May 20, 2020 3 minute read

The 20 Percent Myth and Other Homebuying Tips

Buying your first home can be intimidating. It doesn’t help that there are many misconceptions surrounding the process. However, homeownership is accessible to more people than some think. That’s why, in this series, I’ll be debunking some common myths about buying a home and offering some top tips for first-time homebuyers. 

One of the first challenges that first-time homebuyers encounter is figuring out what they can afford. A commonly held belief is that you need to come up with 20 percent of the home’s purchase price as a down payment in order to get financing. While every buyer’s situation is different, that 20 percent standard does not hold true for everyone. Buyers often allow their lack of savings to stop them from even looking into buying a home. 

As to where that common notion came from, a downpayment of 20 percent is needed to avoid paying private mortgage insurance (PMI) that most conventional, non-government backed loans require. Homeowners can save thousands of dollars a year, depending on their rate, by avoiding PMI. For this reason, the 20 percent downpayment has become the standard. But it is certainly not the only option. In fact, the average downpayment for first-time homebuyers is seven percent, according to the National Association of Realtors. 

Since the arrival of Federal Housing Administration loans in 1934, a 20 percent downpayment is no longer essential to securing financing for that home you’ve always dreamed of owning. FHA mortgages are available with minimal down payments, some as low as 3.5 percent for those who qualify.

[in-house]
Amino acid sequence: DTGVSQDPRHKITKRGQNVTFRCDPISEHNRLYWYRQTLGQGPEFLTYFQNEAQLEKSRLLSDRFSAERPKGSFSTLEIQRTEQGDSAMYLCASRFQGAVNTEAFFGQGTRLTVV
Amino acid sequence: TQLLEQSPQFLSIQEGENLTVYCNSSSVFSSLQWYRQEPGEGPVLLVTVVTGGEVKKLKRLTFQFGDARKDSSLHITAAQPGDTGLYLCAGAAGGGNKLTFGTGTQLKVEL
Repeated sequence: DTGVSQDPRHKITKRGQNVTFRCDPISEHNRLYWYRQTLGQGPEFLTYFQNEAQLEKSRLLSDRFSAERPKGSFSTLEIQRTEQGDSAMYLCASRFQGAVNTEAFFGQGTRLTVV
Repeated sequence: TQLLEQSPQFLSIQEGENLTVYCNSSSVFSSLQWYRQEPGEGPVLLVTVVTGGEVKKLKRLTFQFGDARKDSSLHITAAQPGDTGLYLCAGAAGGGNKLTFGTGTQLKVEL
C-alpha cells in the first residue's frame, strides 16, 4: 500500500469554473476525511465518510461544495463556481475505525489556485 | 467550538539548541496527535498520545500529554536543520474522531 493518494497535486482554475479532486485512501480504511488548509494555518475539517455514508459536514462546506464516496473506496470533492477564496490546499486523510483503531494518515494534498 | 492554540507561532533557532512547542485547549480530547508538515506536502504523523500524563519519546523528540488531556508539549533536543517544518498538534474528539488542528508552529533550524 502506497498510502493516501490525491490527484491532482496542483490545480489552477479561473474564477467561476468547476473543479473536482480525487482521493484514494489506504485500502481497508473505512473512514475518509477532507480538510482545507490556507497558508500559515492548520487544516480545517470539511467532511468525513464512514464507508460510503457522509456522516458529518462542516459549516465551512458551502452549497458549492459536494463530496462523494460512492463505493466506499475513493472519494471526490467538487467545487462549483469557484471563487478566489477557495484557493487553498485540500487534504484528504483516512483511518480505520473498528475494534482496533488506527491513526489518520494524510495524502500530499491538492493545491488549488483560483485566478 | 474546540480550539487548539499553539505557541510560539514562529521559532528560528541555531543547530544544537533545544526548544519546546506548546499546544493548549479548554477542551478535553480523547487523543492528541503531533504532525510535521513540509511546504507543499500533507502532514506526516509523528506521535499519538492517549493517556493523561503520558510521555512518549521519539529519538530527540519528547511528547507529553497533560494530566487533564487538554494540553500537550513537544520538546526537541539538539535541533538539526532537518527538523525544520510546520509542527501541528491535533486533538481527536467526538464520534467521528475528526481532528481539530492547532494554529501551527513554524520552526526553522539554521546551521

If you were to wait until you had the 20 percent downpayment secured, the years you spend saving up are years that you aren’t owning a home and building wealth. As home values continue to skyrocket, the sooner you own a home the sooner your investment begins. Homeownership is the primary means of building wealth in the United States. 

The options don’t end at FHA loans for a mortgage with a low downpayment. For example, if you or your co-signer for the property is a veteran, you are eligible for a zero percent downpayment Veterans Affairs (VA) loan. An additional bonus is that this loan doesn’t require monthly mortgage insurance, despite the low downpayment.  

There are also other conventional loans that will accept a downpayment as low as 3 percent. For example, HomeReady loans, Home Possible Advantage loans, and Conventional 97 percent LTV loans from Fannie Mae and Freddie Mac. Each of these loans has different rates and qualifiers, ranging from income levels to whether you’re a first-time homebuyer, but the variety of options makes homeownership accessible to a whole new pool of buyers. 

With a downpayment ranging from five to ten percent of the home value, more options open up with national mortgage insurers—some that can even help drop your PMI costs.  

Another option is the “piggyback” loan. These loans are also known as a second trust loan. Typically this means the buyer takes out a first mortgage for 80 percent of the value of the home, a second mortgage on ten percent of the value of the home, and then makes a 10 percent downpayment. There are varying options for percentage breakdowns. These loans do typically come with higher interest rates and the possibility of having to make two mortgage payments a month. However, there is the chance that by avoiding paying PMI with a piggyback loan you could be saving money compared to a typical low downpayment loan. 

With these varying options for downpayments and mortgages, homeownership is more accessible than ever. Work with a broker to find the loan that’s best for you and don’t let your lack of savings keep you from buying your first home.


Lauren Perry

Author

Lauren Perry is a Senior Associate on the Residential team at Senné. She’s a full-service agent, specializing in seller, buyer, and developer/investor representation, and leasing services in Greater Boston, Cambridge, Somerville, and Charlestown. A poised real estate professional, Lauren is an exceptional advocate for her clients and aims to make their real estate goals a reality.

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